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Foundation stepping up to help bride-to-be walk down church aisle

August 18, 2013
Salem News

By KEVIN HOWELL

Staff Writer

A local organization is stepping up to help a United Local graduate walk down the aisle at her wedding in September.

Article Photos

The Goshen-Butler Community Fund recently donated $3,000 to assist 2008 United Local alumna Alissa Boyle, paralyzed from the waist down, in purchasing a “stretch machine” to assist in her goal of walking down the aisle and standing to recite her vows at her wedding Sept. 7. From left, President Walt Lautzenheiser, Treasurer Keith Martig, Alissa Boyle and mother Lori Boyle. (Salem News photo by Kevin Howell)

The Goshen-Butler Community Fund recently donated $3,000 to assist 2008 alumna Alissa Boyle, paralyzed from the waist down, in purchasing a "stretch machine," which stretches out the leg muscles and tendons that shorten due to sitting in her wheelchair and increases circulation in her legs.

In February 2012 Boyle, who was set to graduate from the nursing program at Waynesburg University that May, jumped from an overpass on Interstate 79 in Pennsylvania, falling over 40 feet, to avoid being struck by oncoming traffic while assisting a man injured in a crash. She is now paralyzed from the waist down, but completed her studies and is hoping to eventually walk with the use of a cane.

Currently she is working to walk down the aisle and stand to recite her vows with her prospective bridegroom, Nathan Grimes, at Trinity Friends Church in Lisbon on Sept. 7.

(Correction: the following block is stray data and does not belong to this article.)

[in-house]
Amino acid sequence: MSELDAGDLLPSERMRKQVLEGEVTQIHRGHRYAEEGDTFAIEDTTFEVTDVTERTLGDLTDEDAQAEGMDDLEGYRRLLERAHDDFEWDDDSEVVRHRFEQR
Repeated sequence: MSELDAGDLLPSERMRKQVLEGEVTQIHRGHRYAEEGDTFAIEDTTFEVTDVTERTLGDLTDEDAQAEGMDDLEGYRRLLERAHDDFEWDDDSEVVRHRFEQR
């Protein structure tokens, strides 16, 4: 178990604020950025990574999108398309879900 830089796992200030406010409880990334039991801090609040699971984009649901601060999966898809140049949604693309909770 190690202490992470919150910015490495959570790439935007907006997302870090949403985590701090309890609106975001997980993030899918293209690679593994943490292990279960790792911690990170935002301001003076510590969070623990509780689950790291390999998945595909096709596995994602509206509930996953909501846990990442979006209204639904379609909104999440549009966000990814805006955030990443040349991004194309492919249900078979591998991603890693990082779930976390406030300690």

"[The community fund] members were so impressed with her story, her having gotten her nursing degree completed, her enthusiasm in working to get back to her life," said Treasurer Keith Martig. "We said we really want to do within reason whatever we can to get this equipment for her."

The piece of physical therapy equipment, selected with consultation from her therapists, allows Boyle to exercise without one of her parents to participate in each move. She said she has been using the machine three or four times a day for a little over a week when typically she was only able to complete the standing exercise once or twice a month at therapy.

Boyle said the gift has already made a big difference in how she feels, both physically and mentally.

"I can definitely feel a difference (physically)," she said. "And it's nice to be able to stand and talk to people. I can look my dad in the eyes again instead of always looking up at him."

"I love it," she added emphatically.

Martig said the 15-member community fund gave the Boyle family a gas card a year ago for traveling expenses and a recent chance encounter at a grocery store reignited discussions about what could be done to help.

The graciousness is not lost on Boyle.

"It's amazing. I wouldn't have been able to get [the machine] without [the help]," she said.

The community fund will hold its annual fund drive next month to generate money to support project such as this. Residents should watch the mail for their chance to donate.

Jamie's Dream Team: Boyle's story is reaching farther than just the local area.

Jamie's Dream Team, a non-profit organization out of Pittsburgh, has recruited several local wedding vendors to make Boyle's dream wedding come true, including a reception at Avion on the Water, a horse and carriage from Best Horse Drawn Carriage Service and even a photo booth from I-Spy Photo Booth LLC. The organization is also provided an all-expense-paid honeymoon for the newlywed couple.

"For her to give up walking and doing just the normal things in life by helping a stranger, we had to help her," said Kim Shidel of the organization in a written release.

khowell@salemnews.net

 
 

 

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